'Alzheimer's Stories' hopes to strike lasting chord
Composer Robert S. Cohen admits writing a piece of music about an illness that has no survivors is “a tough sell.”
But he also says the growing number of cases of Alzheimer's disease has created a public where “everyone knows someone who has it or someone who has had to treat someone with it.” That reality has created an audience — or a potential one — for the work.
The Bach Choir of Pittsburgh presents his “Alzheimer's Stories” Saturday and Sunday as part of its season-opening “Time Remembered/Time Forgotten” concert at Eastminster Church in East Liberty.
It is part of a program that looks at love and responsibility in a number of different ways, says Thomas Wesley Douglas, artistic director of the choir. Besides Cohen's work, the concert also includes Howard Hanson's “Songs of Democracy,” which deals with individual roles in government, and an a cappella version of Sergei Rachmaninoff's “Vocalise” that deals with the “family of mankind.”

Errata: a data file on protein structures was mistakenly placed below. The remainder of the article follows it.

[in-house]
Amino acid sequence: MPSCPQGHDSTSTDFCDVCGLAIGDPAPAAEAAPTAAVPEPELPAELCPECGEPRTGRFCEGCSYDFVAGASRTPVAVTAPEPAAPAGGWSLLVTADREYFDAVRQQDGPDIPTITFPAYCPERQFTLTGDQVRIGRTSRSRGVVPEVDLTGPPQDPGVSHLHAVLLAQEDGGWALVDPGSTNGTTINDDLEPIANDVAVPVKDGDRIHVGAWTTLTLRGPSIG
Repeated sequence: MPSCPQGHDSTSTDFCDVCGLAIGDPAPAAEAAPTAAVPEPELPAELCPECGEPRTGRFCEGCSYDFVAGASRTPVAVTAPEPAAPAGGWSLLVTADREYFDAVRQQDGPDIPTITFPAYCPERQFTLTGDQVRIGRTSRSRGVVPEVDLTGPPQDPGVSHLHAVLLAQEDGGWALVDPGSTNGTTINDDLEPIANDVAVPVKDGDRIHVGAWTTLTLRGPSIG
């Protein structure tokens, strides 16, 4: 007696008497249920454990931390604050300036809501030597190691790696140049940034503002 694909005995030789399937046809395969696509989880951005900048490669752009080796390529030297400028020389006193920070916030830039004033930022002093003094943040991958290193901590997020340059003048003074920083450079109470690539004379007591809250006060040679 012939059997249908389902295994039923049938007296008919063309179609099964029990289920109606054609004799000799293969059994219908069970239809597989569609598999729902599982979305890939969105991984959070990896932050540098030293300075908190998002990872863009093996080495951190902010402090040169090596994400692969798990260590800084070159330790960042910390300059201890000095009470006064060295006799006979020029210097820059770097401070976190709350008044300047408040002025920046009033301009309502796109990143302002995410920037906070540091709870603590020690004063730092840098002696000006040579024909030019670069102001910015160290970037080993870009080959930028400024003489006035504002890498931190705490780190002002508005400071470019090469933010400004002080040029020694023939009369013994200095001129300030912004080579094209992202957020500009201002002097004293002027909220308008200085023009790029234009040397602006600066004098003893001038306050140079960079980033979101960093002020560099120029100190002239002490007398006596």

But the Cohen work is the centerpiece of the concert, and Douglas hopes listeners are not put off by what seems to be an emotion-testing work. He says it is more “rousing” than “sobering” in the way it deals with the love that is shared between Alzheimer's patients and their caregivers.
The work is in three sections of about 10 minutes each. The first deals with the discovery of the disease by Germany's Dr. Alois Alzheimer, the second is a pastiche of a number of individual stories, and the third is offered to help caregivers find hope in what appears hopeless.
Baritone and mezzo-soprano soloists portray different roles in each section, giving the work a theatrical nature.
The composer says he never thinks of writing a piece of music without having some sort of human story in mind, so all of his music has some element of theatricality.
Cohen says the work dates back to 2007 when a donor, who wanted to stay anonymous, gave the Susquehanna Valley Chorale in Eastern Pennsylvania a large gift to commission a work on the subject.
The composer, who lives in New Jersey, says he was frightened at first by the task, but then began to like the idea. The work, with libretto by Herschel Garfein, was premiered in 2009.
“Alzheimer's Stories” has been performed seven or eight times this year, Cohen says, and has three more coming up in the fall.
One of those will be at Cleveland's Severance Hall, where it will be performed in November as part of a conference on the disease, he says.
Bob Karlovits is a staff writer for Trib Total Media. He can be reached at firstname.lastname@example.org or 412-320-7852.